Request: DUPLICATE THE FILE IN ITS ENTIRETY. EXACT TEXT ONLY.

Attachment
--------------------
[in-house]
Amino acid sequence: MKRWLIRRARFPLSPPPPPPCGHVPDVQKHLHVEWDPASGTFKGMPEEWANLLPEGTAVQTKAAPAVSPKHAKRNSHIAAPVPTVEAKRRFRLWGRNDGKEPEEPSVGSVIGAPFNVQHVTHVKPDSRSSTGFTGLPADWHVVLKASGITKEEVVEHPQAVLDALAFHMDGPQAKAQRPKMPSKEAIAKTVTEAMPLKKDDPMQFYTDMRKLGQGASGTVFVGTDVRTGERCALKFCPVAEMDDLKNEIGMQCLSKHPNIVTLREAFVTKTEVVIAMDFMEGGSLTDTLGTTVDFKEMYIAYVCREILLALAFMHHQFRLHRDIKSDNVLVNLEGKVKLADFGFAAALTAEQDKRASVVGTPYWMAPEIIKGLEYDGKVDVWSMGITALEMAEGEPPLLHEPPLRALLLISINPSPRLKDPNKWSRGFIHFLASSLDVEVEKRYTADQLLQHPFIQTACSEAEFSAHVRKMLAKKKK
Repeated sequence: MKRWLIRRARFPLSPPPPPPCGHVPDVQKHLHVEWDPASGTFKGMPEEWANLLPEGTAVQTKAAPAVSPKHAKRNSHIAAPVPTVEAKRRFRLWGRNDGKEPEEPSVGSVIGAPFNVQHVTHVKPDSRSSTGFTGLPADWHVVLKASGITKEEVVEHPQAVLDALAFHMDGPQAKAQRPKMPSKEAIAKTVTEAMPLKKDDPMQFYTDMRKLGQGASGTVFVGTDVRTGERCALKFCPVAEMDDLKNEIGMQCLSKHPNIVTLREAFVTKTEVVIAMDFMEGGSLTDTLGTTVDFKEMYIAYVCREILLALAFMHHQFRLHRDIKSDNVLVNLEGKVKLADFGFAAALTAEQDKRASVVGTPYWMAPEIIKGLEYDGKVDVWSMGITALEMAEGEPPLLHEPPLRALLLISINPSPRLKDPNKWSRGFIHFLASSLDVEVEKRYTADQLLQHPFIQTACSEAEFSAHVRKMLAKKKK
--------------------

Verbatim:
[in-house]
Amino acid sequence: MKRWLIRRARFPLSPPPPPPCGHVPDVQKHLHVEWDPASGTFKGMPEEWANLLPEGTAVQTKAAPAVSPKHAKRNSHIAAPVPTVEAKRRFRLWGRNDGKEPEEPSVGSVIGAPFNVQHVTHVKPDSRSSTGFTGLPADWHVVLKASGITKEEVVEHPQAVLDALAFHMDGPQAKAQRPKMPSKEAIAKTVTEAMPLKKDDPMQFYTDMRKLGQGASGTVFVGTDVRTGERCALKFCPVAEMDDLKNEIGMQCLSKHPNIVTLREAFVTKTEVVIAMDFMEGGSLTDTLGTTVDFKEMYIAYVCREILLALAFMHHQFRLHRDIKSDNVLVNLEGKVKLADFGFAAALTAEQDKRASVVGTPYWMAPEIIKGLEYDGKVDVWSMGITALEMAEGEPPLLHEPPLRALLLISINPSPRLKDPNKWSRGFIHFLASSLDVEVEKRYTADQLLQHPFIQTACSEAEFSAHVRKMLAKKKK
Repeated sequence: MKRWLIRRARFPLSPPPPPPCGHVPDVQKHLHVEWDPASGTFKGMPEEWANLLPEGTAVQTKAAPAVSPKHAKRNSHIAAPVPTVEAKRRFRLWGRNDGKEPEEPSVGSVIGAPFNVQHVTHVKPDSRSSTGFTGLPADWHVVLKASGITKEEVVEHPQAVLDALAFHMDGPQAKAQRPKMPSKEAIAKTVTEAMPLKKDDPMQFYTDMRKLGQGASGTVFVGTDVRTGERCALKFCPVAEMDDLKNEIGMQCLSKHPNIVTLREAFVTKTEVVIAMDFMEGGSLTDTLGTTVDFKEMYIAYVCREILLALAFMHHQFRLHRDIKSDNVLVNLEGKVKLADFGFAAALTAEQDKRASVVGTPYWMAPEIIKGLEYDGKVDVWSMGITALEMAEGEPPLLHEPPLRALLLISINPSPRLKDPNKWSRGFIHFLASSLDVEVEKRYTADQLLQHPFIQTACSEAEFSAHVRKMLAKKKK